In June, 2013, the U.S. Army’s Joint Multi Role (JMR) program became a reality with the selection of four designs for a proposed medium-sized technology demonstrator. One of the requirements is for a 220-230mph cruise speed. It is planned to evaluate the new helicopters starting in 2017-2018. Sikorsky has teamed with Boeing and is expected to submit a variant of the X-2. Bell is teamed with Lockheed; submitting a variation of the tilt-rotor designated the V-280 Valor. A new competitor, AVX Aircraft is designing a coaxial helicopter with two rear-mounted ducted fans for additional forward thrust. Newcomer Karem Aircraft is submitting a tilt rotor design. Obviously, any technology developed in the JMR competition could be applied to a civil variant.

As most military programs, the JMR evaluation (and possible production of the winning design) face a major threat; the 2011 Budget Control Act, or the “sequestration act.” It calls for a reduction of $1 trillion in the federal budget over a decade. It could delay the start of new military programs and drastically reduce programs currently in production. It could result in the extension of the service life of current military aircraft by means of major overhauls, life-extension modifications and updates of on-board equipment.

There is no lack of new equipment to further expand the versatility of the helicopter. For example, in May, Sikorsky received FAA approval for its new “Rig Approach” system which allows virtually “hands-off” approach to off-shore drill rigs. Basically an improved search and rescue system, already installed on SAR versions of the S-92, it allows pilots to land on rigs in weather that would have forced them to abort a landing before the Rig Approach system was available. Other applications are being studied.

Another technology with great potential is the Health and Usage Monitoring System, or HUMS. Imagine dozens of tiny sensors monitoring temperatures, vibrations and pressures in the critical parts of a helicopter. As the helicopter flies, this data is being collected and transmitted by radio to a central analysis center at Sikorsky Aerospace Services. There, the data is analyzed; any discrepancy is immediately relayed to the operator of the helicopter. Although fairly young, it has allowed increases in TBO’s on major components. The concept is accepted by the FAA and may prove to be a major breakthrough in helicopter operations (and costs) as it matures in the future.

Law enforcement agencies, as well as the armed forces, are sponsoring research and preliminary production of a variety of small unmanned helicopters. The helicopters carry sensors and cameras and can operate around the clock. In size, they range from that of a small bird to highly-modified MD-500 and Bell Jet Ranger helicopters, Kaman’s K-Max and recently, the Sikorsky S-76 and UH-60 Blackhawk. The K-Max has already flown unmanned resupply missions for the Marines in Afghanistan and earned high praise for its pioneering work. Though much of this work is still highly classified, there is no doubt that autonomous, remotely-controlled helicopters are rapidly growing in importance.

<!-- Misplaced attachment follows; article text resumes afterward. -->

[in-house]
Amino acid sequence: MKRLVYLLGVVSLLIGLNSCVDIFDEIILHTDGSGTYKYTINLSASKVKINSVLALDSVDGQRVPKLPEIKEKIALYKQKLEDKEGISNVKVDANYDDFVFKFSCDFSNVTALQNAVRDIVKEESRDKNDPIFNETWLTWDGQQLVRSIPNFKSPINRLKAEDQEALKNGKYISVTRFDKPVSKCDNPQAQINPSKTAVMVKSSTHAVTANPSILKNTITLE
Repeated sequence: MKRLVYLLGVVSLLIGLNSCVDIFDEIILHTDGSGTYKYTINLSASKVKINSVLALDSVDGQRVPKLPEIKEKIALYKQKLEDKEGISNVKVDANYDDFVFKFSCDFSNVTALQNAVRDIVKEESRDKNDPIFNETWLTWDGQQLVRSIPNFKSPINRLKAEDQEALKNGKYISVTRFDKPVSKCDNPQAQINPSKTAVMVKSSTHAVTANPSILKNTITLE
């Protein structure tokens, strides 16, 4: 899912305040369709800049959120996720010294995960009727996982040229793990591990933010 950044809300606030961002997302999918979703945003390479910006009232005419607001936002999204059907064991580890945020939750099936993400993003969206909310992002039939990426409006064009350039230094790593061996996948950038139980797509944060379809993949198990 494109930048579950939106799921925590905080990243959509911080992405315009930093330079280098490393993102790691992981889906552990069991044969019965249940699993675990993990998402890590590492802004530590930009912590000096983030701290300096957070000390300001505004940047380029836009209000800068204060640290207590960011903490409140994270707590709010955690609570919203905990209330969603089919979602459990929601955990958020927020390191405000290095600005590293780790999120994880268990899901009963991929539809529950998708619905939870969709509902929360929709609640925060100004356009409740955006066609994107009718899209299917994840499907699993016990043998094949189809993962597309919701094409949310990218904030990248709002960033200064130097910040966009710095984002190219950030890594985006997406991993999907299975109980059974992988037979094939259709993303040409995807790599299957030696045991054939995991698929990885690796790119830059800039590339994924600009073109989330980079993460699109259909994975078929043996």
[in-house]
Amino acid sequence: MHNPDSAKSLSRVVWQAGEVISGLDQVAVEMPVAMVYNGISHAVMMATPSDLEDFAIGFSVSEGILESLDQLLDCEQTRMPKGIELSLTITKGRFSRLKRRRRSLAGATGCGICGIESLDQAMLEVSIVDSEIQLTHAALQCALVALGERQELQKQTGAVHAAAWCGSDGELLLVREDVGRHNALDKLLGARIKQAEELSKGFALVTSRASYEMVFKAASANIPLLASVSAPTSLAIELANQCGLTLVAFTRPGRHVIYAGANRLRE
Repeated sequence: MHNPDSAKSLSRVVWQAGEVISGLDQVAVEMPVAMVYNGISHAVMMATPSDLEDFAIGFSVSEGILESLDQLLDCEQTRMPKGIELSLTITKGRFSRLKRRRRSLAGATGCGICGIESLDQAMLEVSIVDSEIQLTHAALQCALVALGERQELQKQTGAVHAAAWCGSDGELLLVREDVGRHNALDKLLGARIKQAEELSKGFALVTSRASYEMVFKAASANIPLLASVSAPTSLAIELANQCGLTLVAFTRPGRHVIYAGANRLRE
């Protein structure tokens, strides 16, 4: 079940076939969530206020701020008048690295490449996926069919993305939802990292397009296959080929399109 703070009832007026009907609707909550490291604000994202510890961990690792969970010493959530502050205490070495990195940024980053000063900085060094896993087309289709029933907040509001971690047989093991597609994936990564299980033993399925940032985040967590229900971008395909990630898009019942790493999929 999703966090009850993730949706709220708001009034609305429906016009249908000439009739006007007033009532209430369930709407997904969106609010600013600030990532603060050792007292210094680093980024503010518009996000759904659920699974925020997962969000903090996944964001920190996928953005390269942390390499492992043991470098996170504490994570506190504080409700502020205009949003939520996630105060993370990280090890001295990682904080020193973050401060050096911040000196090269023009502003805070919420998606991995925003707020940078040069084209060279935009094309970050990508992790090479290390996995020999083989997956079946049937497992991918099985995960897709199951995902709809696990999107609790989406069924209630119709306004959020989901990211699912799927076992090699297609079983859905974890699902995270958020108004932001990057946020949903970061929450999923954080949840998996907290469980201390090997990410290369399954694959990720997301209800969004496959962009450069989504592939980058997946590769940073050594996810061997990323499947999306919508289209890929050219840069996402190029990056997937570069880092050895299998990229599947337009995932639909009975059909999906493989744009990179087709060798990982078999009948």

Considerable research is focused on eventually providing these helicopters with the capability of navigating in mountainous terrain, avoiding high ground, and landing in a designated area, without a pilot on board. If this sounds impossible, this writer suggests that the capabilities of today’s smartphone would have been considered impossible thirty years ago. The simple cell phone of yesterday has evolved into a mobile electronic communication center with a web browser, GPS tracker, camera and new capabilities being added on a monthly basis. In large part, this is due to the rapid advances in the science of nanotechnology, which is going to be a game-changer in engineering and electronics. It allows scientists to work and build parts at the level of molecules and atoms. It will, eventually, be used to create computers far smaller but much more capable than anything available today. Additionally, this will allow cameras and sensors to shrink in size and weight, while growing in range and precision.

Though research funds may shrink, and production runs may shrink as well, there is every reason to believe that the basic helicopter has proven its worth. It is the writer’s personal opinion that the helicopter will continue its steady development. It has established itself both militarily and commercially. It is growing in versatility. New technologies promise new missions, new capabilities that will prove the wisdom of Igor Sikorsky’s words that “… the helicopter will do a number of jobs that no other machine can do … except another helicopter.”

Updated: January 6, 2014 — 10:24 AM